There's a brightness to Nellie McKay that's hard to describe if you haven't seen her live. Having long been fans of her music a blend of quirky, articulate lyrics with an amalgam of cabaret and pop-song sounds both old and new we thought we'd check out her two-night engagement at the Rrazz Room this week, which was the first she'd ever done at the venue. The show is called "I Want to Live!" and it's framed around the life, arrest, trial, and execution of Barbara Graham, the third woman ever to be executed at San Quentin in 1955.
The show is inspired by the 1958 movie of the same name that won Susan Hayward an Oscar, and such mid-twentieth-century models are perfect for McKay. Her singing style is decidedly old fashioned, with a lilt, pluck, and golly-gosh annunciation of a bygone era. But her voice also suits that style perfectly, and it's made all the more entertaining when it's juxtaposed, tongue firmly in cheek, with a noir-ish tale like Graham's involving heroin addiction and life in prison. As the show progresses, bits of dialogue, vignettes involving her band, and sound effects are interspersed with the songs, and we move between well known pop standards ("I only have eyes for you"), obscure jazz ditties that suit the story, McKay originals, and a Beatles number ("I'm So Tired").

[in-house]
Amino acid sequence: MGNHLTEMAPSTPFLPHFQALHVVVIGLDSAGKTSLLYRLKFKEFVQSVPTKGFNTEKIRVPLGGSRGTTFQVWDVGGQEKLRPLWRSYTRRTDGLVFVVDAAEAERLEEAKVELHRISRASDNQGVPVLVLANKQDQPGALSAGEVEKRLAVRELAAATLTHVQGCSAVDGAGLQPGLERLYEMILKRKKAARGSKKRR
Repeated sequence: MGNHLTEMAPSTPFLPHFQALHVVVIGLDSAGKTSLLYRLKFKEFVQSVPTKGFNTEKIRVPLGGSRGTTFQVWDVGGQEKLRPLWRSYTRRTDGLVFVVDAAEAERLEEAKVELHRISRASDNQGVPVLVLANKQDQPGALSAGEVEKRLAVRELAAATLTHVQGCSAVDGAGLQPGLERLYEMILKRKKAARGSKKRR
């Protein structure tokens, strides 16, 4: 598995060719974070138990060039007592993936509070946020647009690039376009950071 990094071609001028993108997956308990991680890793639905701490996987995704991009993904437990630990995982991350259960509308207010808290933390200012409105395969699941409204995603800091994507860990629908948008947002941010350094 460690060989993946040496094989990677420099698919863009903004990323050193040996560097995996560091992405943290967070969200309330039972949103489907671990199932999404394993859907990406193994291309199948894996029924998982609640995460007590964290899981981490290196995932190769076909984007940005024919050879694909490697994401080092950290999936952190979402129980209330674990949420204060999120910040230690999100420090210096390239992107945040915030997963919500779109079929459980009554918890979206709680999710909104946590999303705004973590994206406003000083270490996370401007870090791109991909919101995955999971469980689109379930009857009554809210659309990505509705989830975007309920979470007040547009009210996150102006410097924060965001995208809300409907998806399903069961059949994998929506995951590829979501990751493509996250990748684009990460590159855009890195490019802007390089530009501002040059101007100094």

As a singer-songwriter and cabaret artist McKay has been well known in New York for years, performing at venues like Joe's Pub at the Public Theater and Feinstein's, and even making the occasional appearance on the old Conan O'Brien show. She's mostly light-hearted, but isn't afraid to be political, and she's won a small but loyal fan base, especially in the musical theater crowd. But it was terrific seeing her in San Francisco, where her sense of humor and joyous energy are well met. There's irony in what she does, certainly, but mounds of sincerity too, and she is natural and gifted performer who's able to switch between humor, love, and pathos all within a few phrases. We loved, also, her non-musical moments as the cynical, rough-around-the-edges Babs. When her executioner tries to wax poetic while she's about to die, saying "Life's a funny thing," McKay-as-Hayward-as-Graham replies drily, "Compared to what?"
By the time she came back on stage to do a few of her own songs following the close of the 'show,' the entire audience was so clearly entranced and smitten with this woman. Though she may seem like she's just arrived, via time machine, from a supper club in 1948, she seems absolutely at home in the now, and happy to sing a few bars of anything to put a smile on your face.